What if you’re not feeling well because of a deficiency in your Endocannabinoid system? First we’ll look at the Endocannabinoid system, and then we’ll look at the Endocannabinoid deficiency theory. Plus, we’ll get in to possible treatments.
Reminder that this article is for information purposes only and is not to be taken as medical advice. For medical advice speak to your doctor about whether medical cannabis is right for you.
Do you want to listen rather than read? If so, click the big Green Triangle below to listen to the podcast version of this article.
What is the Endocannabinoid System?
Humans have been smoking and using Cannabis for thousands of years but it was just 30 years ago that we finally discovered WHY it has an effect on us.
It was in the late 1980’s that scientists discovered we have cannabis receptors within our body. We call these Cannabinoid receptors. They are called CB1 and CB2. The phytocannabinoids from the Cannabis plant, like THC, can interact with our Cannabinoid receptors.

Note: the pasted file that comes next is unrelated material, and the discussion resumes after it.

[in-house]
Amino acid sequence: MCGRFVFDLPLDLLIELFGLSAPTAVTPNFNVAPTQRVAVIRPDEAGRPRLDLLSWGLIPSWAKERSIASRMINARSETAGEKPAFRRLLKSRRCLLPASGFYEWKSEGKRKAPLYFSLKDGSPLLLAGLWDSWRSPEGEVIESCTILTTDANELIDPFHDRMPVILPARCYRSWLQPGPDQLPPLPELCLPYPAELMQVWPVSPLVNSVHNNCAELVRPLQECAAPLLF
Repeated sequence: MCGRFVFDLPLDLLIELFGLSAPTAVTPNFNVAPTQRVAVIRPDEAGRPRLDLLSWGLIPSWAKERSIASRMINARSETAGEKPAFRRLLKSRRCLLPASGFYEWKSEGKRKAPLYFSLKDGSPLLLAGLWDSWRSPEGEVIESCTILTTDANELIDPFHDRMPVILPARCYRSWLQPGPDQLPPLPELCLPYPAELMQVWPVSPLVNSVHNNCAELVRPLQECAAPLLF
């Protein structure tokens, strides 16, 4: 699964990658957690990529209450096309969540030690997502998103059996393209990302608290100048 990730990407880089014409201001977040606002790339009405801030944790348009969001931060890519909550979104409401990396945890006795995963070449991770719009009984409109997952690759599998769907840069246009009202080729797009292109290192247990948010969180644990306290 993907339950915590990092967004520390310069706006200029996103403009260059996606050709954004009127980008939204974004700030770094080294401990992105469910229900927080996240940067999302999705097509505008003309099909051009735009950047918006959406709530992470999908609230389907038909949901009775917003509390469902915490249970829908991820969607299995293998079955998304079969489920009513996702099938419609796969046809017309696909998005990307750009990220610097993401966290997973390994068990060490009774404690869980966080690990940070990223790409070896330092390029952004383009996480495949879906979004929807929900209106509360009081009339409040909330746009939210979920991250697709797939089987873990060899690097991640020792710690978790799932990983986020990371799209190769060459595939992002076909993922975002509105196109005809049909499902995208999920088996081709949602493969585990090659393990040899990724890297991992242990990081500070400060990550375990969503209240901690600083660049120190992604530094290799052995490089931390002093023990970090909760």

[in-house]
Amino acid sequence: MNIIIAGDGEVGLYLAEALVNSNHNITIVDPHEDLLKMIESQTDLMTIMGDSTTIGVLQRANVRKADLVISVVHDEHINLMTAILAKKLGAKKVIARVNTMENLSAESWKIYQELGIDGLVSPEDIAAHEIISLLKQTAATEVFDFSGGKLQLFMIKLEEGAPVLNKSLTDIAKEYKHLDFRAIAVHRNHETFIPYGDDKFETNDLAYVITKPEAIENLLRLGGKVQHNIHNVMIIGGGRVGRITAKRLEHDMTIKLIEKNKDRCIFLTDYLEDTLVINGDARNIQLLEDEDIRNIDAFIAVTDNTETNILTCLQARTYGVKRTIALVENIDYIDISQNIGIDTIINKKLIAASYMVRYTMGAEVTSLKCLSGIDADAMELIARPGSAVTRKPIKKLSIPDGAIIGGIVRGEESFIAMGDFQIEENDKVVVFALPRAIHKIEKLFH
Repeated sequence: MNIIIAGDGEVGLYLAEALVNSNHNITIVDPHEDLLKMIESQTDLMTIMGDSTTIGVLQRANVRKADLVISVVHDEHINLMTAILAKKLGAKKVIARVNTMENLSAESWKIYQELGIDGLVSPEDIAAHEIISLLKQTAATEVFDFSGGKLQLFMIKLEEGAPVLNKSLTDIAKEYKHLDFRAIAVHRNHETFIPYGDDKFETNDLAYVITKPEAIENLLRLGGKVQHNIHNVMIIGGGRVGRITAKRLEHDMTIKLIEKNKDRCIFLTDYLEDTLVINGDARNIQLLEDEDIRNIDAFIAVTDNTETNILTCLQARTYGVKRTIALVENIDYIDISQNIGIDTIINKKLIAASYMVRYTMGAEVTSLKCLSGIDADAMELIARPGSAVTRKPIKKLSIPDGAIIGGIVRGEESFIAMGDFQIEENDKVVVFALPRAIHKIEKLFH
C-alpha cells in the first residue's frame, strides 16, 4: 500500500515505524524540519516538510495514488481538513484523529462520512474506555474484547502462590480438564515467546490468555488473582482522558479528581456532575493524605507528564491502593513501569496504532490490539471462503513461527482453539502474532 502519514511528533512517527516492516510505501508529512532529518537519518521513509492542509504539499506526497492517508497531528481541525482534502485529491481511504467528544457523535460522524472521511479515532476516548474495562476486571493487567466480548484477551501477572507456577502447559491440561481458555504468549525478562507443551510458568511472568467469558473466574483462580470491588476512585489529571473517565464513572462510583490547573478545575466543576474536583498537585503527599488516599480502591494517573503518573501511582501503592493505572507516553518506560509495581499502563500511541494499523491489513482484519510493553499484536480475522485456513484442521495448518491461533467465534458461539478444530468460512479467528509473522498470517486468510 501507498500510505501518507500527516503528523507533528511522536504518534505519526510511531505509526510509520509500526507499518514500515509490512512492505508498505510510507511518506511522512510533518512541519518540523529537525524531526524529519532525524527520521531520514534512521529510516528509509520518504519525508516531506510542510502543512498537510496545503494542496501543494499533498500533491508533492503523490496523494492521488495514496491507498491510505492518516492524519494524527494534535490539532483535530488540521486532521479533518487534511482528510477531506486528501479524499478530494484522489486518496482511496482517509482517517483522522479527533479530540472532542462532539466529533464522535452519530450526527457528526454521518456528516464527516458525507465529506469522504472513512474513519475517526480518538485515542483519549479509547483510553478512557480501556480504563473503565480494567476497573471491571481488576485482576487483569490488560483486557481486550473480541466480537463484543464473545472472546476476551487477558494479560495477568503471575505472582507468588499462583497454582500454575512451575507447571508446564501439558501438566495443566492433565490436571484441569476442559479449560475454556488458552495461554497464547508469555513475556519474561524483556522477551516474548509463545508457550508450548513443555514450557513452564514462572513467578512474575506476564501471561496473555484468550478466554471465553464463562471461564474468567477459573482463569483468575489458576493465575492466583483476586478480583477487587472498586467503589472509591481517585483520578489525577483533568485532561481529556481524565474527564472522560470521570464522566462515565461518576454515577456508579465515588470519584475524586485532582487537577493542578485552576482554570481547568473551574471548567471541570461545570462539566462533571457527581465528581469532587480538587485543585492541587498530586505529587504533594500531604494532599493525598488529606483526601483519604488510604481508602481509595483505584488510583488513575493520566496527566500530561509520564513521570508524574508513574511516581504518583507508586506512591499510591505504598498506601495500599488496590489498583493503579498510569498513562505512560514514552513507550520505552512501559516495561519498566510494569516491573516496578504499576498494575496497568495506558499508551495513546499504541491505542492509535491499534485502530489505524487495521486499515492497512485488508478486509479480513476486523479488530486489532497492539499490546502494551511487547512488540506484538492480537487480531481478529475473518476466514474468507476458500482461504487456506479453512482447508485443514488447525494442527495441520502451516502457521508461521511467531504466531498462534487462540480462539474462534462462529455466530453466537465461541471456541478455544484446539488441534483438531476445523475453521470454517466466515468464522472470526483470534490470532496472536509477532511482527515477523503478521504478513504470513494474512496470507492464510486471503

Then in the early 1990’s scientist discovered we make our own cannabis! Or, shall I say more specifically we make our own Endocannabinoids. The two main Endocannabinoids that we make are Anandamide and 2-AG.
So we make our own Endocannabinoids to interact with our own Cannabinoid receptors.
And Cannabis happens to make molecules (the phytocannabinoids) that can also interact with our Cannabinoid receptors and affect our Endocannabinoids.
Why do we have Cannabis receptors in our body?
Is it just to get high or stoned from the plant?
We have these Endocannabinoids and Cannabinoid receptors in our body as part of the Endocannabinoid system (or ECS for short).
This system is a large regulatory system within our body.
The purpose of the ECS is to help maintain homeostasis. Which is a fancy word for keeping things within a normal range. Not too high, and not too low: to keep it within a normal range.
Does the ECS help regulate just one thing?
Scientists have discovered that the Endocannabinoid system helps regulate a variety of functions within the body including: memory, sleep, pain, appetite, inflammation, and lots more.